Portrait of Carrie Oelberger
Associate Professor
249 Humphrey School
Currently reviewing Ph.D. applicants
Leadership and Management Area
Areas of Expertise
Public-private dynamics; philanthropy; professionalization; work and employment; nonprofit and NGO management; international development


    Prosocialorganizations have an explicit mission to make a positive difference in the world, such as eliminating poverty, developing renewable energy, fighting racism, or improving health. Although prosocial organizations are altruistically-oriented, they are also populated by human beings who hold an array of their own personal needs and private concerns. While these non-altruistic interests are not inherently problematic, they have been historically ignored or suppressed within most prosocial organizations. Ironically, when organizations don’t directly acknowledge and address their own private interests, those interests become problematic; people find ways to fulfill them outside of the organization’s oversight, often undermining prosocial work in the process. 

    Dr. Oelberger's research takes up the understudied examination of prosocial organizations’ internal dynamics. Furthermore, she details how ignoring these internal dynamics leads to a range of deleterious outcomes, from systematic patterns of workforce burnout on an individual-level to inequitable forms of decision making on an organizational-level, which end up harming the ecosystem of prosocial work, on an institutional-level. She currently examines these dynamics across two crucial sets of actors within the prosocial ecosystem:

    1) Funding and Context-Setting:
    Grantmaking Foundations. How do the non-altruistic interests of grantmaking foundations influence their decision-making processes and funding decisions? How do their resulting decisions impact the ecosystem of prosocial work, particularly along dimensions of equity and effectiveness?

    2) Design and Implementation:
    The Workforce in Prosocial Organizations. How do the staff across various prosocial organizations approach, experience, and navigate their work? What are the implications of these processes for their personal wellbeing, their non-work relationships, their careers, and the people their organization serves?

    This scholarship is critical, with high stakes for the workforce, for organizations, and for the vital work that they undertake. We must understand the internal dynamics of prosocial organizations for them to most effectively facilitate equitable and inclusive social change.

    Dr. Oelberger’s research agenda, teaching interests, and service commitments are motivated by her experience in professional practice. She founded and led an international non-governmental organization (NGO) for seven years that supports community-based, rural education in East Africa, and she continues to provide consulting support for philanthropic foundations to inform their organizational design and programmatic practice. She enjoys integrating these lessons in both the content and process of her teaching.


    PhD in Organization Studies (Stanford University, 2014)

    MA in Sociology (Stanford University, 2010)

    PGDip in Maori and Pacific Nations Education (Victoria University of Wellington, 2006)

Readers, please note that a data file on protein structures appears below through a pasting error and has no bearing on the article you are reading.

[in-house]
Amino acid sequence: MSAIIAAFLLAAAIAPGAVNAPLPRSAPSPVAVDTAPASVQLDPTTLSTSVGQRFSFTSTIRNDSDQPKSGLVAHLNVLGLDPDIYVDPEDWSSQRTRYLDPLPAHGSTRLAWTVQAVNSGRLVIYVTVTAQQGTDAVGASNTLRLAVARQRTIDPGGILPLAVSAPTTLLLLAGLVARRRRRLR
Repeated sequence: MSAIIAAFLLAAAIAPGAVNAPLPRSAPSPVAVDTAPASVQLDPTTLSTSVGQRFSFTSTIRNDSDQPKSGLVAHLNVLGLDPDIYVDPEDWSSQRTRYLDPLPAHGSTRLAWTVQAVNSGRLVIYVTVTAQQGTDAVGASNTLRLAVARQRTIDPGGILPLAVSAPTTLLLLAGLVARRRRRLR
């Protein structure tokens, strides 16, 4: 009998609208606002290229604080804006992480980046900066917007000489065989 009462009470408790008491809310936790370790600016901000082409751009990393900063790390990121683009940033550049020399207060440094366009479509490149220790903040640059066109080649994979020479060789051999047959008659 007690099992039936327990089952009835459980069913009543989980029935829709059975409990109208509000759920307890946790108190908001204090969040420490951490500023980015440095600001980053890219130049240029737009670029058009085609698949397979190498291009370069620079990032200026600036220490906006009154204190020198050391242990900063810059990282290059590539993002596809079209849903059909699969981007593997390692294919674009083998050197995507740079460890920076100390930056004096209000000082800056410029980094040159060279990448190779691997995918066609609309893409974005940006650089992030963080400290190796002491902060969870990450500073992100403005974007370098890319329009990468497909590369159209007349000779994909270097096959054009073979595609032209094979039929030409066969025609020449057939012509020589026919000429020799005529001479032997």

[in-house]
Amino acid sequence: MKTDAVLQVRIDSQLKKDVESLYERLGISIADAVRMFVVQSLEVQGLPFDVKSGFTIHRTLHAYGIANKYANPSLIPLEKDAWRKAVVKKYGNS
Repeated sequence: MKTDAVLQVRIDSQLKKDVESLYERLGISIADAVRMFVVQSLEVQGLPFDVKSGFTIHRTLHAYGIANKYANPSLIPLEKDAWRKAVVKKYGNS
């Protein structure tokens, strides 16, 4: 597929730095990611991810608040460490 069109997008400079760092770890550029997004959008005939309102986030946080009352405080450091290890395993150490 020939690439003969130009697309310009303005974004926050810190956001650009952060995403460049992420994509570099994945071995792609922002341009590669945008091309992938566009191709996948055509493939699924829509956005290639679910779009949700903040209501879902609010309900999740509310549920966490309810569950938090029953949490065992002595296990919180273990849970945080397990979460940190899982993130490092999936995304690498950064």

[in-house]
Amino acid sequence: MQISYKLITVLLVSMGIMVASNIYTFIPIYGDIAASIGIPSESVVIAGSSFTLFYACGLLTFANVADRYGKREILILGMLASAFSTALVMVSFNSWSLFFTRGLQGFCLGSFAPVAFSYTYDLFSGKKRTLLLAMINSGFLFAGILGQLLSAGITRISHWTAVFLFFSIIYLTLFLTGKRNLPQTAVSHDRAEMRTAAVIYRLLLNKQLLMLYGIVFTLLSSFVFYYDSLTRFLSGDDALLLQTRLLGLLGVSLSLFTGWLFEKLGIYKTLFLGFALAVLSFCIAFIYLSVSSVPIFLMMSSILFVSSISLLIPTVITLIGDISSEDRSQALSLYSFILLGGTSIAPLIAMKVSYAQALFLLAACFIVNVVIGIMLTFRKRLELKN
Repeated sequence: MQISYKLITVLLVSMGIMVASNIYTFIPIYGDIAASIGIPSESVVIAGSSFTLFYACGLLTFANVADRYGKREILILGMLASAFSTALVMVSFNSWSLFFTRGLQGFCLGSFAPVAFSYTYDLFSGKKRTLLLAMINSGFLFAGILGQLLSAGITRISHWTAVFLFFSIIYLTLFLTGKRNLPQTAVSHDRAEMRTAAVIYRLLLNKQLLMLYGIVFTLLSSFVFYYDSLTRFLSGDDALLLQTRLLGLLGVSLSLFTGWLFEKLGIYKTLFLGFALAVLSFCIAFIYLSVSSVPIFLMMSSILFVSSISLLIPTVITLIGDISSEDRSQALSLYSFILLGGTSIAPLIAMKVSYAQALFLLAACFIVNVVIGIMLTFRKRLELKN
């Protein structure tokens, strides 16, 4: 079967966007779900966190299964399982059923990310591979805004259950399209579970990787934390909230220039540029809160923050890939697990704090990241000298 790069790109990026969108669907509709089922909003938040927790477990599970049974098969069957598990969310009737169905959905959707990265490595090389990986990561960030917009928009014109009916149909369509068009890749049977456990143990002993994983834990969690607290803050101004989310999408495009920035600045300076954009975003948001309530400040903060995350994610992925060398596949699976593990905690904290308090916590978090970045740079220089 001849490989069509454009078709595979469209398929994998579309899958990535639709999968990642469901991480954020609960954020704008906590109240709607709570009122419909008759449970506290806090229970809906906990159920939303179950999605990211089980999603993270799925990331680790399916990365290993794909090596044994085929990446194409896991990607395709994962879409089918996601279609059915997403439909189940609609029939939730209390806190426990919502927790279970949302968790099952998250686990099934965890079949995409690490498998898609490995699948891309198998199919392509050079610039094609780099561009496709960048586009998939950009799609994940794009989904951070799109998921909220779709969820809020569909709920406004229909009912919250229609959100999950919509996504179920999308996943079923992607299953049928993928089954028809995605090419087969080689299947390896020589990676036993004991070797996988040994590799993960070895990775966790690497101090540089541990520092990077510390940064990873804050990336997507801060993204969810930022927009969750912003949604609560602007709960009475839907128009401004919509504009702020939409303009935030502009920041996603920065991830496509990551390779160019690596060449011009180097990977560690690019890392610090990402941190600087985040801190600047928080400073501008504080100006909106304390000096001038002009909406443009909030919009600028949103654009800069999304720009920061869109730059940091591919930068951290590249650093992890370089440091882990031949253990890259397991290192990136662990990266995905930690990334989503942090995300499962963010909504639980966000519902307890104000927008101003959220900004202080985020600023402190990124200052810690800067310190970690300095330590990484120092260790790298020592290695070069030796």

BA in History (Haverford College, 1999)

    Oelberger, C. (2024). Work Devotion as Identity Armor? How Single Professionals with Relationship Aspirations Use Career Decisions to Manage Their Identities, Organization Science,

    Oelberger, C. & Eaton, A. (2024). One Size Fits All? Exploring Motivation for Government Employees with a Job Fit Framework, Review of Public Personnel Administration,

    Oelberger, C. (2023). Beyond Assumptions of Altruism: Prosocial Work and Job Satisfaction among International Development Workers, Nonprofit Management and Leadership,

    Oelberger, C. & Shachter, S. (2021). National Sovereignty and Transnational Philanthropy: The Impact Of Countries’ Foreign Aid Restrictions On U.S. Foundation Funding, Voluntas: International Journal of Voluntary and Nonprofit Organizations,

    Oelberger, C., Lecy, J. & Shachter, S. (2020). Going the Extra Mile: The Liability of Foreignness in U.S. Foundation International Grantmaking to Local NGOs, Nonprofit and Voluntary Sector Quarterly, 49(4), 776-802

    Oelberger, C. (2019). The Dark Side of Deeply Meaningful Work: Work- Relationship Turmoil and the Moderating Role of Occupational Value Homophily, Journal of Management Studies, 56(3), 558-588

    Oelberger, C. R. (2018). Cui Bono? Public and Private Goals in Nonprofit Organizations, Administration & Society, 50(7), 973-1014

    Powell, W., Oberg, A., Korff, V., Oelberger, C. & Kloos, K. (2017). Institutional analysis in a digital era: Mechanisms and methods to understand emerging fields. In New Themes in Institutional Analysis: Topics and Issues from European Research. Edward Elgar: Cheltenham

    Oelberger, C. R., Fechter, A. M. & McWha-Hermann, I. (2017). Managing human resources in International NGOs. In The Nonprofit Human Resource Management Handbook: From Theory to Practice 285-303).

    Quinn, R., Oelberger, C. R. & Meyerson, D. (2016). Getting to scale: Ideas, opportunities, and resources in the early diffusion of the charter management organization, 1999-2006, Teachers College Record, 118(9), 1-44